How exactly would Stephen Lynch and Robbie Goldstein vote differently in Congress?

"We've been very clear about the policy distinctions."

Congressman Stephen Lynch (left) and Dr. Robbie Goldstein (right). File

Dr. Robbie Goldstein says he thought he’d been pretty clear about the reasons for his Democratic primary campaign against longtime Rep. Stephen Lynch.

So he found a recent quote by the South Boston congressman’s spokesman suggesting that “there isn’t a whole lot of oxygen” between how the two Democrats would actually vote a bit “shocking.”

“We’ve been very clear about the policy distinctions between me and the congressman,” Goldstein said in recent interview.

In the midst of several other competitive Massachusetts primaries headed toward the finish line Tuesday, the 36-year-old infectious disease specialist and Massachusetts General Hospital doctor has been running an unabashedly progressive campaign against Lynch, a nine-term incumbent and former ironworker with a reputation as the most moderate member of the state’s all-Democratic federal delegation.


The big divide between the two campaigns is over Medicare-for-All.

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Goldstein has framed his 8th District congressional campaign — launched months before the onset of the COVID-19 pandemic — around his expertise on health care and support for the proposed single-payer system championed by Sen. Bernie Sanders.

Lynch instead favors a public health insurance option and, as Goldstein often mentions, was one of the few Democrats who voted against the Affordable Care Act. Goldstein says the vote should be “disqualifying,” though Lynch says his opposition was based on the bill’s impact on union health care plans and the final version’s exclusion of state-based public options.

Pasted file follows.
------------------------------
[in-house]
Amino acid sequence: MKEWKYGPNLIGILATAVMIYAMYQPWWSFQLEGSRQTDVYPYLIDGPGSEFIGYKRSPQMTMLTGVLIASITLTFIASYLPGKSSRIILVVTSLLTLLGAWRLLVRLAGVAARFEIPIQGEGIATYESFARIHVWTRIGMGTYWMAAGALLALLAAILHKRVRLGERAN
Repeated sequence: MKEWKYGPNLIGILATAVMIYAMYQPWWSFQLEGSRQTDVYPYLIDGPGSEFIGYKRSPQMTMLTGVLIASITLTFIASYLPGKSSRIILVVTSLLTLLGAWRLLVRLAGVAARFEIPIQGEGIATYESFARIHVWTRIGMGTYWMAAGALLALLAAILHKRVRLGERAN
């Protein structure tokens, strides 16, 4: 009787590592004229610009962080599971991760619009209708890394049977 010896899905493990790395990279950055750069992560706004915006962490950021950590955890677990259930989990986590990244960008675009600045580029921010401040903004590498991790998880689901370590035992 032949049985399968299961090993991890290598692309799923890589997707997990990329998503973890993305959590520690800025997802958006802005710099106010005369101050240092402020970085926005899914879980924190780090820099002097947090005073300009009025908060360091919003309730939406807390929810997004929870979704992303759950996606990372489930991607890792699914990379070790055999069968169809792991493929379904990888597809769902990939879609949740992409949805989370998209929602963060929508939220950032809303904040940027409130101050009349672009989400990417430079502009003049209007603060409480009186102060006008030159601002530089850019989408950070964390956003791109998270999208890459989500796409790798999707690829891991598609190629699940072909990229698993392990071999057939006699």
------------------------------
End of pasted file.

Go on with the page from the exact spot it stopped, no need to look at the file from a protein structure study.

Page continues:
“Rep. Lynch voted against the largest expansion of healthcare since Medicaid,” Goldstein tweeted last week. “I will get us to [single-payer].”

That criticism can also cut both ways, as Lynch’s spokesman, Scott Ferson, frames Goldstein’s support of a national single-payer system as  “dismantling” the popular health care law (even if Medicare-for-All would ostensibly guarantee universal coverage).

“He has an odd way of trashing Congressman Lynch’s vote in the House against the ACA, because he wanted it to be stronger,” Ferson told Boston.com.

But with Medicare-for-All unlikely to be advanced under a potential Joe Biden administration, what would actually set Goldstein and Lynch apart at least in the immediate future?


In a series of tweets last week, Goldstein ticked off the past Lynch stances he finds objectionable, from a 2017 vote with just seven other Democrats for a Republican proposal to prohibit individuals from receiving a health care tax credit until their citizenship was verified “no matter how long that process takes” to the congressman’s support of a GOP-backed bill to increase penalties on immigrants who illegally reenter the United States.

Goldstein campaigning in Brockton.

“I’m hopeful that we will have a Democratic president in January of 2021,” Goldstein told Boston.com. “And when that happens, we will evaluate what’s happening on our southern border, and we will fix our immigration system, and I would expect that I would vote in the opposite way of Congressman Lynch on both of those bills given his prior voting record.”